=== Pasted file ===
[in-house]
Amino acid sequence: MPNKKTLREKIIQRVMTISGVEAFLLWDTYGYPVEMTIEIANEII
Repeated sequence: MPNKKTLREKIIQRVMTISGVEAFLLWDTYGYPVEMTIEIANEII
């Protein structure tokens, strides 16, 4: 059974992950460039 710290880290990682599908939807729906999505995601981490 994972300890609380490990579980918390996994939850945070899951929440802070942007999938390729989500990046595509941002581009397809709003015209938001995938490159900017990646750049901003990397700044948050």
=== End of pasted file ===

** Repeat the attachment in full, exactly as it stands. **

[in-house]
Amino acid sequence: MPNKKTLREKIIQRVMTISGVEAFLLWDTYGYPVEMTIEIANEII
Repeated sequence: MPNKKTLREKIIQRVMTISGVEAFLLWDTYGYPVEMTIEIANEII
């Protein structure tokens, strides 16, 4: 059974992950460039 710290880290990682599908939807729906999505995601981490 994972300890609380490990579980918390996994939850945070899951929440802070942007999938390729989500990046595509941002581009397809709003015209938001995938490159900017990646750049901003990397700044948050």